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Why it equals allways false?

<?php

$a = (0.1+0.2);
print $a."\n";  // results in 0.3
if ( (double)$a == (double)0.3 ) {
     echo "true";
}else{
     echo "not true";
}
echo PHP_EOL;

Perl

perl -e 'if ((0.2+0.1) == 0.3) {print "true\n"; } else { print "false\n"; }'

And now in Python

python -c 'if ((0.2+0.1)!=0.3 ):  print "false" '
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marked as duplicate by Wooble, Dave Sherohman, Jan Dvorak, cryptic ツ, amon Apr 18 '13 at 19:28

This question has been asked before and already has an answer. If those answers do not fully address your question, please ask a new question.

2  
See perl -e 'printf "%.20f %.20f",0.1+0.2,0.3' for enlightenment. –  mob Apr 18 '13 at 17:14
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3 Answers

You need to specify a tolerance [also referred to as epsilon] when comparing floating point values since it is not an exact representation of the number.

function f_cmp(float $a, float $b, float $tol = 0.00001) {
  if( abs($a - $b) < $tol ) { return 0; }
  else { return $a - $b; }
  // return 0 if "equal" within tolerance
  // return < 0 if $a < $b
  // return > 0 if $a > $b
  // for use with PHP functions like usort()
}

Or simply:

function f_eq(float $a, float $b, float $tol = 0.00001) {
  if( abs($a - $b) < $tol ) { return true; }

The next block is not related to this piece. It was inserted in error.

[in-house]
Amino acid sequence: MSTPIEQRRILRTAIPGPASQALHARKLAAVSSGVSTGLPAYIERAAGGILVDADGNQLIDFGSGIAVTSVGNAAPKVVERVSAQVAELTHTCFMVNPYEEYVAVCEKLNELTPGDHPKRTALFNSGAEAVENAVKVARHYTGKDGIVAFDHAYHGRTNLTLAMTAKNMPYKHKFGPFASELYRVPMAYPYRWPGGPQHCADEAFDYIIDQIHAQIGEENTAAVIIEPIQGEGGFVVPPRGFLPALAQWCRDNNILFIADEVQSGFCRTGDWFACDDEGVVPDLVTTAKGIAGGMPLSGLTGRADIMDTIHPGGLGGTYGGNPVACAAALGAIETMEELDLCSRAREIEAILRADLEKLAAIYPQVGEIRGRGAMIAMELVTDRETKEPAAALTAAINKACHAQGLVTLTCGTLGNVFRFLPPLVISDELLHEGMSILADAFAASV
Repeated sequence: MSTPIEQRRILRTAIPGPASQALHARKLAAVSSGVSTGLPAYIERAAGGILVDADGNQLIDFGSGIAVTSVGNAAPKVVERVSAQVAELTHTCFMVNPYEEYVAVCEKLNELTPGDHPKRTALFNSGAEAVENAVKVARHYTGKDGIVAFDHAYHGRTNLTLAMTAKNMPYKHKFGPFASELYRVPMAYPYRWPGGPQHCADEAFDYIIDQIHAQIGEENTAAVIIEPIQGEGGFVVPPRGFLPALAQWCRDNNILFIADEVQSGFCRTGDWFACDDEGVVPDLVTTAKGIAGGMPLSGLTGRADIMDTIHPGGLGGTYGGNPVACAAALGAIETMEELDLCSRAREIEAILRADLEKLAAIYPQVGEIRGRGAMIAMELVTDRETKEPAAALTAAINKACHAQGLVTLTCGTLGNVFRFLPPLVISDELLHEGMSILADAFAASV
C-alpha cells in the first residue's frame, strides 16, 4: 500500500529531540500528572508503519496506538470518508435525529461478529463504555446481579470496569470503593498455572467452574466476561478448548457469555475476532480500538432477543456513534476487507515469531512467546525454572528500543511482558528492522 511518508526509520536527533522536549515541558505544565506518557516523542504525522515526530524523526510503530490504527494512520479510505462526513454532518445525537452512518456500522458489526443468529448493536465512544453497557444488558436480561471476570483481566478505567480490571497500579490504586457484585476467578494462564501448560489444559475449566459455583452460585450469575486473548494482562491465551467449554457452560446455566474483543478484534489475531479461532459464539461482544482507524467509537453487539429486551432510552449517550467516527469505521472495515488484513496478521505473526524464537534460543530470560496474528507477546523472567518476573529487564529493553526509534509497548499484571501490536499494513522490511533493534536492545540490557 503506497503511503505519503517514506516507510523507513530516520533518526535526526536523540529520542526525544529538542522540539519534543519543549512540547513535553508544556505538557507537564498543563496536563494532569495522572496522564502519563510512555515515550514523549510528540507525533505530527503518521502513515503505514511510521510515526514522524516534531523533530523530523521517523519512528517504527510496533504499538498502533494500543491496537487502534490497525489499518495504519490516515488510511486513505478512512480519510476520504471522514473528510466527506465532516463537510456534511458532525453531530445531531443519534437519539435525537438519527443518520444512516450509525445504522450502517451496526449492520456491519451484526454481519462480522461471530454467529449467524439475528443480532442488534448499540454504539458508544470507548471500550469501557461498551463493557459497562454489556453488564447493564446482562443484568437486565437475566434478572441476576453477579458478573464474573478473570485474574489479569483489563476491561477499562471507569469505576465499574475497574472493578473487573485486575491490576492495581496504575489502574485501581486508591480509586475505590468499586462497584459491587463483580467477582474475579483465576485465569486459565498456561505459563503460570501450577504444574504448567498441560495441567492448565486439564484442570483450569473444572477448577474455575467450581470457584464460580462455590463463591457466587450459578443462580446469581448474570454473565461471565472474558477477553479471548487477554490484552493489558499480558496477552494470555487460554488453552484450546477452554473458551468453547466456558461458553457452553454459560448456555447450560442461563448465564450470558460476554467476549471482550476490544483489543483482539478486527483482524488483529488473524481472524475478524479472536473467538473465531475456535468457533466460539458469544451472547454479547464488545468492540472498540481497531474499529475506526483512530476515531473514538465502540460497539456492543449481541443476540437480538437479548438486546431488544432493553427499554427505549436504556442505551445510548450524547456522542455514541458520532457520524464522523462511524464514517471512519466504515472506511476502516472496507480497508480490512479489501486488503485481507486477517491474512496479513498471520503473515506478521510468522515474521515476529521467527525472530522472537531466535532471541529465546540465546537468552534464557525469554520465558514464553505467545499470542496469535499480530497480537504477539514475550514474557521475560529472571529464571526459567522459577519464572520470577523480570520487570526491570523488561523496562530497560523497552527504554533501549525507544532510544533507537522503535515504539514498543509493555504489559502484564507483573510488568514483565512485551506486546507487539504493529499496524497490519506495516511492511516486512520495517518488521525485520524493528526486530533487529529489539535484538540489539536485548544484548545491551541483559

else { return false; }
}
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Floating point values have a limited precision. Hence a value might not have the same string representation after any processing. That also includes writing a floating point value in your script and directly printing it without any mathematical operations.

If you would like to know more about "floats" and what IEEE 754 is, read this: http://www.floating-point-gui.de/

(Standard answer for people who report such bugs at http://bugs.php.net)

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Enter this at the Python command line:

>>> 0.2 + 0.1

You'll probably see:

0.30000000000000004

0.2 and 0.1 do not have exact representations in binary floating point. See this link for details:

http://docs.python.org/2/library/decimal.html

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